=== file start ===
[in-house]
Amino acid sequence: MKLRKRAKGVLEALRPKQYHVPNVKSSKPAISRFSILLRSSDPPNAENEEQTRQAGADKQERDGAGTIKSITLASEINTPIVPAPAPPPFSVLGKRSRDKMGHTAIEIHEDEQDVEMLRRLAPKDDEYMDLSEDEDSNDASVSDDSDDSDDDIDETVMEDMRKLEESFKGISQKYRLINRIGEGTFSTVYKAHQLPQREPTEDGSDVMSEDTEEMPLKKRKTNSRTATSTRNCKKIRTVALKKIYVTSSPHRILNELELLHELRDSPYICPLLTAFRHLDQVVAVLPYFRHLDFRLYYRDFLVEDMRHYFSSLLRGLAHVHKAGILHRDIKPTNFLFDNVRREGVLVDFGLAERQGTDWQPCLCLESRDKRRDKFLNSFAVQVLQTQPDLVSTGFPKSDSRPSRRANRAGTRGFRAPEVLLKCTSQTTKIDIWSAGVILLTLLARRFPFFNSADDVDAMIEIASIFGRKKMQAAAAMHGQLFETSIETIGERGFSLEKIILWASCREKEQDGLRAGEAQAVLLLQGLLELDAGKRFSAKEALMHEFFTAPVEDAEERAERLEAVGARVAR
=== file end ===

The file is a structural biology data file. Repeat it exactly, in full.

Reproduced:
[in-house]
Amino acid sequence: MKLRKRAKGVLEALRPKQYHVPNVKSSKPAISRFSILLRSSDPPNAENEEQTRQAGADKQERDGAGTIKSITLASEINTPIVPAPAPPPFSVLGKRSRDKMGHTAIEIHEDEQDVEMLRRLAPKDDEYMDLSEDEDSNDASVSDDSDDSDDDIDETVMEDMRKLEESFKGISQKYRLINRIGEGTFSTVYKAHQLPQREPTEDGSDVMSEDTEEMPLKKRKTNSRTATSTRNCKKIRTVALKKIYVTSSPHRILNELELLHELRDSPYICPLLTAFRHLDQVVAVLPYFRHLDFRLYYRDFLVEDMRHYFSSLLRGLAHVHKAGILHRDIKPTNFLFDNVRREGVLVDFGLAERQGTDWQPCLCLESRDKRRDKFLNSFAVQVLQTQPDLVSTGFPKSDSRPSRRANRAGTRGFRAPEVLLKCTSQTTKIDIWSAGVILLTLLARRFPFFNSADDVDAMIEIASIFGRKKMQAAAAMHGQLFETSIETIGERGFSLEKIILWASCREKEQDGLRAGEAQAVLLLQGLLELDAGKRFSAKEALMHEFFTAPVEDAEERAERLEAVGARVAR